Founded in Springfield, Massachusetts in 1901, by George M. Hendee and Carl Oscar Hedström, the Indian Motorcycle Company was once considered as the largest motorcycle manufacturer in the world. Indian Motorcycles was also the first motorcycle manufacturer in the United States.
Originally founded under the name of Hendee Manufacturing Company, the Indian Motorcycle Company's first motorcycle was a single cylinder, 1.75 bhp. This motorcycle was an instant success in the United States and would sell over 500 models a year.
Indian Motorcycles built their first V-Twin engine in 1907 and this motorcycle not only made a strong number of sales but also broke and set many new World Land Speed records.
In 1911 on an Indian Motorcycle, Indian racers Godfrey, Franklin and Moorehouse took first, second and third place at the Isle of Man TT which coupled with an amazing success of the Indian Motorcycle Company, increased sales very dramatically.
Indian merged with E. Paul DuPont's, DuPont Paint Company in 1930 which had just recently started producing paints after they left the explosives market. At this time DuPont only had 24 colour choices, so likewise the Indian Motorcycles came in your choice of 24 colours.
Most of their competition at the time still only offered 1 colour for their motorcycle which was either red, blue or black.
By 1940, along with their aircraft engines, boat motors, bicycles and air conditioners, Indian Motorcycles had managed to catch up to the annual sales of their largest competitor, Harley-Davidson. This was also the same year that Indian Motorcycles introduced their trademarked skirted fenders that have become a symbol of a true Indian Scout or Chief.
During World War Two, Indian also sat in with the U.S. Army with their motorcycles being used by the military but unfortunately the number of Indian Motorcycles would not exceed the number of Harley-Davidson Motorcycle used by the military.
After the war in 1945, Indian Motorcycles started feeling a decline and the company was sold to Ralph B. Rogers who continued to produce Indians until the 1950's with the last and hardest to find traditional Indians from 1949 being the most impossible to find collectables due to their low production numbers.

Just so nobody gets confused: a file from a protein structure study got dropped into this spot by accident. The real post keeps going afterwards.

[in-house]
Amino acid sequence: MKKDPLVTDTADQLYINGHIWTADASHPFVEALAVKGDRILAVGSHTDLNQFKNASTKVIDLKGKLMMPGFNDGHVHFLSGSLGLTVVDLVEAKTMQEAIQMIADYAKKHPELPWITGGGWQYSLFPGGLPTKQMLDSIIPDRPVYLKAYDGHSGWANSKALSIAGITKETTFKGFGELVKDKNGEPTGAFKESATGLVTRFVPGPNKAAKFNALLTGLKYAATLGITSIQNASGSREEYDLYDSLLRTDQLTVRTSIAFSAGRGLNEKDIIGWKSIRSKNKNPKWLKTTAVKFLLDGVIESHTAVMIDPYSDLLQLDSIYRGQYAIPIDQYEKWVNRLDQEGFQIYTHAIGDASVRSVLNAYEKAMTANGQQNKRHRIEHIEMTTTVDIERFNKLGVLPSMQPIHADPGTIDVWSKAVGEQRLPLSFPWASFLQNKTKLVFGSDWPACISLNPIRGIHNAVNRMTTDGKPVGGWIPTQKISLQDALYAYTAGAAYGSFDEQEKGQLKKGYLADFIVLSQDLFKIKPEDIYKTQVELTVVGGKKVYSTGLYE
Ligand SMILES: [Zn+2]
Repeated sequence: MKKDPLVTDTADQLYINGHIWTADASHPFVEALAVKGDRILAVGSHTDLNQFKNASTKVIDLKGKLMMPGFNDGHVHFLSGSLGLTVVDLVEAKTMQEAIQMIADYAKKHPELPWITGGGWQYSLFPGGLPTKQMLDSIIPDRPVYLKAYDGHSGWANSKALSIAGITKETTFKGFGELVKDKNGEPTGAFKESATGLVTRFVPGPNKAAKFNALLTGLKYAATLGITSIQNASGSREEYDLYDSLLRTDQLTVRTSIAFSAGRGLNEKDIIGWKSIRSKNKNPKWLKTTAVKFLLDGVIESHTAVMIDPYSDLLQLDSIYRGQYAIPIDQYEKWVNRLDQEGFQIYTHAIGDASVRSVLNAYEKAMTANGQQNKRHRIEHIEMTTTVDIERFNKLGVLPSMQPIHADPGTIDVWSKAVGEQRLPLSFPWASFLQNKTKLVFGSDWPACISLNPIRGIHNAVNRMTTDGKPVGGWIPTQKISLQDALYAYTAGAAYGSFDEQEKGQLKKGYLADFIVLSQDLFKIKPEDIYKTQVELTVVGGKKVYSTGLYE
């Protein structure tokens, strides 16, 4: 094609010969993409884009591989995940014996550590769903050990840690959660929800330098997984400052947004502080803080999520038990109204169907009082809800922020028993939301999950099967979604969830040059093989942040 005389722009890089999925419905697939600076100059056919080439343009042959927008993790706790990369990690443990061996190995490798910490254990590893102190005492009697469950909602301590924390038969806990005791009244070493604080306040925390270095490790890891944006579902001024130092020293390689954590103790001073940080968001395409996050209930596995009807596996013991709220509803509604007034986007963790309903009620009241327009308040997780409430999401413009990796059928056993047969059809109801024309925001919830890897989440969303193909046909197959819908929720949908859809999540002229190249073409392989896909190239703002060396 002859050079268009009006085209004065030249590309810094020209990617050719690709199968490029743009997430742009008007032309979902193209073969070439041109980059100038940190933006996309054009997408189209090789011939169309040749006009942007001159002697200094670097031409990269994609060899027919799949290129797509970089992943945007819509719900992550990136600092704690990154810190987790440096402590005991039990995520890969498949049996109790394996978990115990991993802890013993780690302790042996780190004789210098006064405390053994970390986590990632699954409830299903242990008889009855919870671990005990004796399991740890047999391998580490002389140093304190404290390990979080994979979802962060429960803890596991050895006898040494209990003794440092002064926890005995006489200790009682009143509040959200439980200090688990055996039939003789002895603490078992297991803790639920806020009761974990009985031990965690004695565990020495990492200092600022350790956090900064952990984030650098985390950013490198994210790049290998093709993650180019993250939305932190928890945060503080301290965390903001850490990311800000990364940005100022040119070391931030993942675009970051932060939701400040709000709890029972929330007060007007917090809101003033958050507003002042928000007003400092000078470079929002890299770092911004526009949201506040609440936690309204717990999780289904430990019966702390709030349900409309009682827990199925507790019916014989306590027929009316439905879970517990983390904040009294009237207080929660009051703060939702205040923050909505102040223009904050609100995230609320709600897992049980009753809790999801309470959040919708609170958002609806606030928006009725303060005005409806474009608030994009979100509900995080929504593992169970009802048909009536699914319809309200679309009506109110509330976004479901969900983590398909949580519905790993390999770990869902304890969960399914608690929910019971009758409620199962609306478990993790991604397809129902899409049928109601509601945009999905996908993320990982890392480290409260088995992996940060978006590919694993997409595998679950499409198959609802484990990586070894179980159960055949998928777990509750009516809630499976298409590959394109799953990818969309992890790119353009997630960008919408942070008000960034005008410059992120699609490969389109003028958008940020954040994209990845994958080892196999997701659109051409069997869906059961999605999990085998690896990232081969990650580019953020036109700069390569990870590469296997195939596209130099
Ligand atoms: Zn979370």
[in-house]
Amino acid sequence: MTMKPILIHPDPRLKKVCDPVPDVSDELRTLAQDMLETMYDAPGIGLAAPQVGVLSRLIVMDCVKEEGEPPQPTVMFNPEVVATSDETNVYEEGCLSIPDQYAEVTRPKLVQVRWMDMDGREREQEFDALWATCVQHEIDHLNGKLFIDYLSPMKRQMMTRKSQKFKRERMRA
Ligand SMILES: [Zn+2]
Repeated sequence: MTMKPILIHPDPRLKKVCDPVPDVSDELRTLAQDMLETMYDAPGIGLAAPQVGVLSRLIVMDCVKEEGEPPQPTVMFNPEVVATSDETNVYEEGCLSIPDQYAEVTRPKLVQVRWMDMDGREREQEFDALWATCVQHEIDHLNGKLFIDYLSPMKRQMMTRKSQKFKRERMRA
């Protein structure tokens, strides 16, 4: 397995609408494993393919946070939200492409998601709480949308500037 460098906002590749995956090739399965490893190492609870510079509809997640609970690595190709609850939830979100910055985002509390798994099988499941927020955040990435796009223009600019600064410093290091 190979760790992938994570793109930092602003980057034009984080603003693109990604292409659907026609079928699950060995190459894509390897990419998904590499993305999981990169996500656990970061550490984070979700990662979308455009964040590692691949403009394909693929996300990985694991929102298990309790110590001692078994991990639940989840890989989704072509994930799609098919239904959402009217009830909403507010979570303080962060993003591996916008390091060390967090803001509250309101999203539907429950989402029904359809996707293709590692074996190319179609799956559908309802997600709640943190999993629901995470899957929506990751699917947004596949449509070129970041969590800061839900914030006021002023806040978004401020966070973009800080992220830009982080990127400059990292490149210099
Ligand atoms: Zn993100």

The Indian Motorcycle name went into liquidation in 1962 but reappeared as an illegitimate trademark, by Floyd Clymer, who began using the Indian trademark that was never bought from the trademark owner.
Because of this illegitimacy, the Indian Motorcycle name went through a series of ownership claims throughout the 1990's due to Floyd Clymer's death and his widow selling the illegitimate trademark.
The ownership claims were finally settled in a U.S. Court and the Indian name was eventually bought by a new company based out of Gilroy, California who produced the Indian Motorcycles under the name Gilroy Indian.
The Stellican Limited Company bought the rights to the Indian Name in 2006 and moved its home to Kings Mountain, North Carolina, where it plans to resurrect the Indian brand under the original name of the New Indian Motorcycle Company.
The New Indian Motorcycle Company plans on releasing a newly designed version of the original Chief but without the flared fenders, as well as offering an extensive list of replacement parts for not only just the New Indian Motorcycles but also the Gilroy and the original Indian Motorcycles as well.
Original Authors: Nicholas
Edit Update Authors: M.A.Harris
Updated On: 07/06/2008